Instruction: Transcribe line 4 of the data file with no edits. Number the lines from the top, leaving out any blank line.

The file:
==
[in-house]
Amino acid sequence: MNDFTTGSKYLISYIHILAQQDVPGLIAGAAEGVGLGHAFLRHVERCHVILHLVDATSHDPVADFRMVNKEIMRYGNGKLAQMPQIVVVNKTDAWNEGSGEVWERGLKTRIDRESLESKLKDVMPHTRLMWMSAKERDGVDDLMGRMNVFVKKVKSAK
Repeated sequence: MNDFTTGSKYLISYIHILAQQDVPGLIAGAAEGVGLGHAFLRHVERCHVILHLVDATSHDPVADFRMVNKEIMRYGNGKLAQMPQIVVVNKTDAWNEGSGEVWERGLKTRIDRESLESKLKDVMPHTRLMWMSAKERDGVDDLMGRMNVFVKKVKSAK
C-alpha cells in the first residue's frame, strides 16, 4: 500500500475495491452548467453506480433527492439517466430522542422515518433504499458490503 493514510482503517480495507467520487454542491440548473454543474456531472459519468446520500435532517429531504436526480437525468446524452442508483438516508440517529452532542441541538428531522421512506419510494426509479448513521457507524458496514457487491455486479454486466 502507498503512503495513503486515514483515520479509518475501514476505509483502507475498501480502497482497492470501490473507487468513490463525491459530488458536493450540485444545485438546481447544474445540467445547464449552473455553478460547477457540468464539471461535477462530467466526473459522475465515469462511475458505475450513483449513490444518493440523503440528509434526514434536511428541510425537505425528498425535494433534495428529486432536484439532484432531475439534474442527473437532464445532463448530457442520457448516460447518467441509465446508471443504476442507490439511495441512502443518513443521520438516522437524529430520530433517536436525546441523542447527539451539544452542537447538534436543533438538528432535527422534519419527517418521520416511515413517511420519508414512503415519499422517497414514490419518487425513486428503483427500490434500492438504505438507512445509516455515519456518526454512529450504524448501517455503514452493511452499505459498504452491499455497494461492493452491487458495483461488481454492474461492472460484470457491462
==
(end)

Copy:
C-alpha cells in the first residue's frame, strides 16, 4: 500500500475495491452548467453506480433527492439517466430522542422515518433504499458490503 493514510482503517480495507467520487454542491440548473454543474456531472459519468446520500435532517429531504436526480437525468446524452442508483438516508440517529452532542441541538428531522421512506419510494426509479448513521457507524458496514457487491455486479454486466 502507498503512503495513503486515514483515520479509518475501514476505509483502507475498501480502497482497492470501490473507487468513490463525491459530488458536493450540485444545485438546481447544474445540467445547464449552473455553478460547477457540468464539471461535477462530467466526473459522475465515469462511475458505475450513483449513490444518493440523503440528509434526514434536511428541510425537505425528498425535494433534495428529486432536484439532484432531475439534474442527473437532464445532463448530457442520457448516460447518467441509465446508471443504476442507490439511495441512502443518513443521520438516522437524529430520530433517536436525546441523542447527539451539544452542537447538534436543533438538528432535527422534519419527517418521520416511515413517511420519508414512503415519499422517497414514490419518487425513486428503483427500490434500492438504505438507512445509516455515519456518526454512529450504524448501517455503514452493511452499505459498504452491499455497494461492493452491487458495483461488481454492474461492472460484470457491462